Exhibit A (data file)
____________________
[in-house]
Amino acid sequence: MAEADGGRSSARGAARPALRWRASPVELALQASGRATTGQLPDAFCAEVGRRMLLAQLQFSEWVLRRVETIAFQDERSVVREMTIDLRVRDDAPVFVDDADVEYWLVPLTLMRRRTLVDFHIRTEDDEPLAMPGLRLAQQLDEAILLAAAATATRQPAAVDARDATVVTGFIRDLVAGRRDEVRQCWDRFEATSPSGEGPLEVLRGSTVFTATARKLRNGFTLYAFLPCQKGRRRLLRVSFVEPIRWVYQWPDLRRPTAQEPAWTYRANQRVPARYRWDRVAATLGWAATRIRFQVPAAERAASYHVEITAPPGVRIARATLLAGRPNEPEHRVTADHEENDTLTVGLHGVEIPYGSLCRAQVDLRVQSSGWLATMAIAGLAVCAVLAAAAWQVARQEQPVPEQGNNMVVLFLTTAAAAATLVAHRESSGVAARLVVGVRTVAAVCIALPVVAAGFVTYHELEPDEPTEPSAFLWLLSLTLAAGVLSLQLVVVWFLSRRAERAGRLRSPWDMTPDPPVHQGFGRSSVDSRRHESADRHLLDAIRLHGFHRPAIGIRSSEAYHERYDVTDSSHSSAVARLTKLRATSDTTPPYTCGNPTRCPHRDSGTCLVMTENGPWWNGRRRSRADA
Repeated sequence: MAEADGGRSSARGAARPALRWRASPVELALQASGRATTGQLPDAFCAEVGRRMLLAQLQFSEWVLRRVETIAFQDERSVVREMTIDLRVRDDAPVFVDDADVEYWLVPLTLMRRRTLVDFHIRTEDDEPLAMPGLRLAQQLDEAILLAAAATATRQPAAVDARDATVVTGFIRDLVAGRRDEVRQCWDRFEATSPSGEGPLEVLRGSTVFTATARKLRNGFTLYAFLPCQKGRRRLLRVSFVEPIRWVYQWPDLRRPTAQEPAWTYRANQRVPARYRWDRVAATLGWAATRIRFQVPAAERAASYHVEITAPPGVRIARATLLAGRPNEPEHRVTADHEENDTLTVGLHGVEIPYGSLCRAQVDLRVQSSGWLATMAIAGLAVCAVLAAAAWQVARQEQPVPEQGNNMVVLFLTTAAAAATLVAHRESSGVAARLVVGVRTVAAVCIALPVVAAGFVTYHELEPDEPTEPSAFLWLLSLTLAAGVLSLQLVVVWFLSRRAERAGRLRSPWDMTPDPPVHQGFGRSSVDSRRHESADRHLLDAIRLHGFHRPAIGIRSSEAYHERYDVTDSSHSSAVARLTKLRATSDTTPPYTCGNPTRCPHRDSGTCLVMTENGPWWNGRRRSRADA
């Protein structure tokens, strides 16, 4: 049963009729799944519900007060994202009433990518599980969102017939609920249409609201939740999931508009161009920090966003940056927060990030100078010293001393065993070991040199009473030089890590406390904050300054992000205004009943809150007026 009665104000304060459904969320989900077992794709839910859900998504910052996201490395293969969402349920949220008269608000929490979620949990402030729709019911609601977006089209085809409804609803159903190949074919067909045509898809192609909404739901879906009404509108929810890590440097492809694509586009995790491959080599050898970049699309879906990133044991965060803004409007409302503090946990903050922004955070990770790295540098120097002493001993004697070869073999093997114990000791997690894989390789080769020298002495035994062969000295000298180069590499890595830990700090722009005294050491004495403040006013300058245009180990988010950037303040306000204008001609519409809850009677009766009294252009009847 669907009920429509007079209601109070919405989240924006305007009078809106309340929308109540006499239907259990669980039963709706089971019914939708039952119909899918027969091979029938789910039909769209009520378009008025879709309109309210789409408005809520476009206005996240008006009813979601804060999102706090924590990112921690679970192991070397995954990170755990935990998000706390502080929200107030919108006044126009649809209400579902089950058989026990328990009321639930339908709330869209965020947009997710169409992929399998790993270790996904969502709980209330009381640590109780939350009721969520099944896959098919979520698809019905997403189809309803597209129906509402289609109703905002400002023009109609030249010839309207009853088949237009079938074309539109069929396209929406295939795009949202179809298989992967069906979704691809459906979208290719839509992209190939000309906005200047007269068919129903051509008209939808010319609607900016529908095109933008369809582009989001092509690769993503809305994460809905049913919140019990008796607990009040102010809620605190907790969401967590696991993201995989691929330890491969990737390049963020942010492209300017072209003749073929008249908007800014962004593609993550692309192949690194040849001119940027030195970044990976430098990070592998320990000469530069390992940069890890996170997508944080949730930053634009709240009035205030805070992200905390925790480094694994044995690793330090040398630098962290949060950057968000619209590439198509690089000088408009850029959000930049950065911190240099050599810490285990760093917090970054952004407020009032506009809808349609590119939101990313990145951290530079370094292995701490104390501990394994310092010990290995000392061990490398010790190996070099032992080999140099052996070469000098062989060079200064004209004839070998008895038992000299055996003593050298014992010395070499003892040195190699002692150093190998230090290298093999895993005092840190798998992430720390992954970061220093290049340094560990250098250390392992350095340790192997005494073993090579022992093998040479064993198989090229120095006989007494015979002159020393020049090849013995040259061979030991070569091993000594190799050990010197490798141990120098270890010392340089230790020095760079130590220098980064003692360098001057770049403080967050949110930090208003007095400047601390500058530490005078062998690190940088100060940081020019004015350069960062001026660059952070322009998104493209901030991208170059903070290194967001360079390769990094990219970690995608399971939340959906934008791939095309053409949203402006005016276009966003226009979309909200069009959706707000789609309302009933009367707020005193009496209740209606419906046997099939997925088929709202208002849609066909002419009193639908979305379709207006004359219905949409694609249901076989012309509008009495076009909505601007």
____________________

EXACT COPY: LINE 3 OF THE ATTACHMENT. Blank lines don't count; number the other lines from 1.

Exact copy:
Repeated sequence: MAEADGGRSSARGAARPALRWRASPVELALQASGRATTGQLPDAFCAEVGRRMLLAQLQFSEWVLRRVETIAFQDERSVVREMTIDLRVRDDAPVFVDDADVEYWLVPLTLMRRRTLVDFHIRTEDDEPLAMPGLRLAQQLDEAILLAAAATATRQPAAVDARDATVVTGFIRDLVAGRRDEVRQCWDRFEATSPSGEGPLEVLRGSTVFTATARKLRNGFTLYAFLPCQKGRRRLLRVSFVEPIRWVYQWPDLRRPTAQEPAWTYRANQRVPARYRWDRVAATLGWAATRIRFQVPAAERAASYHVEITAPPGVRIARATLLAGRPNEPEHRVTADHEENDTLTVGLHGVEIPYGSLCRAQVDLRVQSSGWLATMAIAGLAVCAVLAAAAWQVARQEQPVPEQGNNMVVLFLTTAAAAATLVAHRESSGVAARLVVGVRTVAAVCIALPVVAAGFVTYHELEPDEPTEPSAFLWLLSLTLAAGVLSLQLVVVWFLSRRAERAGRLRSPWDMTPDPPVHQGFGRSSVDSRRHESADRHLLDAIRLHGFHRPAIGIRSSEAYHERYDVTDSSHSSAVARLTKLRATSDTTPPYTCGNPTRCPHRDSGTCLVMTENGPWWNGRRRSRADA